Color Schemes I
Color Schemes in PPT can be either a help or a hindrance–and sometimes both! The trick to making them more helpful than not is to understand how they work– what colors are being applied where, and why.
If you’re using PPT 97 or 2000, use Format–>Slide Color Scheme to get to the PPT color schemes.
If you’re using PPT 2002 (aka PPT XP), the color schemes are under Format–>Slide Design. Even if you don’t want to apply a design template, you need to use Format–>Slide Design to be able to get to the color scheme.
After you’ve applied a slide design by clicking on one of the thumbails and choosing “Apply” from the arrow on the right of the thumbnail, you can change the color scheme of that design by clicking on Color Schemes at the top of the taskpane. The design templates will be replaced by different color scheme options.
By default, the color scheme that’s applied to your slides is the one in the top left of the color schemes taskpane, as that’s what the actual design template is based on.
This is very similar to the Format–>Slide Color Scheme tab that shows up in PPT 97/2000, but it seems different at first because it’s stretched out on the right.
Now, in PPT97/2000, you can hit the “Custom” tab in Format–>Slide Color Scheme to get to where you edit the color scheme. In PPT 2002, that command is at the bottom of the Color Schemes taskpane; it’s a smallish “Edit Color Schemes” textlink.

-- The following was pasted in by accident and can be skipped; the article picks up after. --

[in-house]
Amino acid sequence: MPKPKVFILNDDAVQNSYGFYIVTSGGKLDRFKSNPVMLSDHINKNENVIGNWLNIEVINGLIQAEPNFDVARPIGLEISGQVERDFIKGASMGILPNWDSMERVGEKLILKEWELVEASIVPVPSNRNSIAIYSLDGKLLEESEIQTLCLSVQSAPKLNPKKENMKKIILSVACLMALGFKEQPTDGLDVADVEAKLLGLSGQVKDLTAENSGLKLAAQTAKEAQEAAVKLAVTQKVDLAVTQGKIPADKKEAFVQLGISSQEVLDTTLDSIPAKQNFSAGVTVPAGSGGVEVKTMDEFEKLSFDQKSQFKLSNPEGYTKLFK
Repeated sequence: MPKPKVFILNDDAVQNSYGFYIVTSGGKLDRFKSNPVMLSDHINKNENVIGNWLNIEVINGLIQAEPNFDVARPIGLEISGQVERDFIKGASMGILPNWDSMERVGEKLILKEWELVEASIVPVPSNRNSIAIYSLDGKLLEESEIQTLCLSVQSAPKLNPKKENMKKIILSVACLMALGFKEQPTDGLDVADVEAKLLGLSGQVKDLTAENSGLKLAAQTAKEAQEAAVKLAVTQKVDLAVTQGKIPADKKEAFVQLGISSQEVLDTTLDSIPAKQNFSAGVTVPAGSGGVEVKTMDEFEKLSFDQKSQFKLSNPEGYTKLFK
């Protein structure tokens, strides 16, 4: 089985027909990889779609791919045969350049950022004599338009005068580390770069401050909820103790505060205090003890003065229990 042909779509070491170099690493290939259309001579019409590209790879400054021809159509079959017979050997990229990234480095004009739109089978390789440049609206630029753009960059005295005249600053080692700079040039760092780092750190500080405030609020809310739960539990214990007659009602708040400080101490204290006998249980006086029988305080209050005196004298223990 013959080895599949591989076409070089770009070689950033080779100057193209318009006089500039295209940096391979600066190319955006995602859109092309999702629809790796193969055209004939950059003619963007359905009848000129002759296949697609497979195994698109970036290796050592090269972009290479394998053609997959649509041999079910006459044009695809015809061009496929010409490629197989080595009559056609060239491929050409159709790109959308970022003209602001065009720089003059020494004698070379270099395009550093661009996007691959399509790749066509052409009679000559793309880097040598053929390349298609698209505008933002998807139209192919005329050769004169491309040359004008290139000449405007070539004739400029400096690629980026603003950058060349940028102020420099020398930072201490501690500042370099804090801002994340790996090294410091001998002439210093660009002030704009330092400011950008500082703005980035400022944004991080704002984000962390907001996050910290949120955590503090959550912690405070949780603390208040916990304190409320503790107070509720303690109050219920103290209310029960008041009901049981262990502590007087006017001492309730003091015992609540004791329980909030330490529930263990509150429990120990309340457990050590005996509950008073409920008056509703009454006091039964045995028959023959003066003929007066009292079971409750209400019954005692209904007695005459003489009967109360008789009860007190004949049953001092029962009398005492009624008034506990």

Click on “Edit Color Schemes,” and you’ll get something similar to the picture below.
In this case, I changed the Shadows color, the Title Text color, and the 2nd Accent color. (Just click the box, hit the “Change Color” button, select the color you want using the standard color wheel or the Custom options, and OK your way out of there.) You can see the results below.
Notice that my modifications have been saved in the taskpane as a new color scheme.
You might be wondering why, when I changed the Shadows color, the background of the template changed. Well, this is because this particular template’s background was created using the Shadow color as the 2nd gradient color for the background.
You can see this by going to Format–>Background. If you navigate your way to the Fill Effects, you’ll see the following:
Notice that the third swatch is one of the gradient colors. The third swatch is only labeled “shadows” because shadows are set to pick up this color by default. But you can use the color for anything you want.
Notice that the colors from Edit Color Scheme match the swatches in your paintbucket, line and text tools.
Selecting different color schemes from the ones in the thumbnails also works like in PPT97/2000.
Here’s design template “Azure” with the default selected. (Had to use this one somewhere–Azure is my sister’s name, hehehe.)
And here it is with one of the alternative schemes selected. Notice how the swatch colors change, too.
I know this thing has gone on forever, but it’s important that you understand this stuff in order to know how and why colors will change when you drag a slide with one template into a presentation based on a different design template. That’s covered on the next page.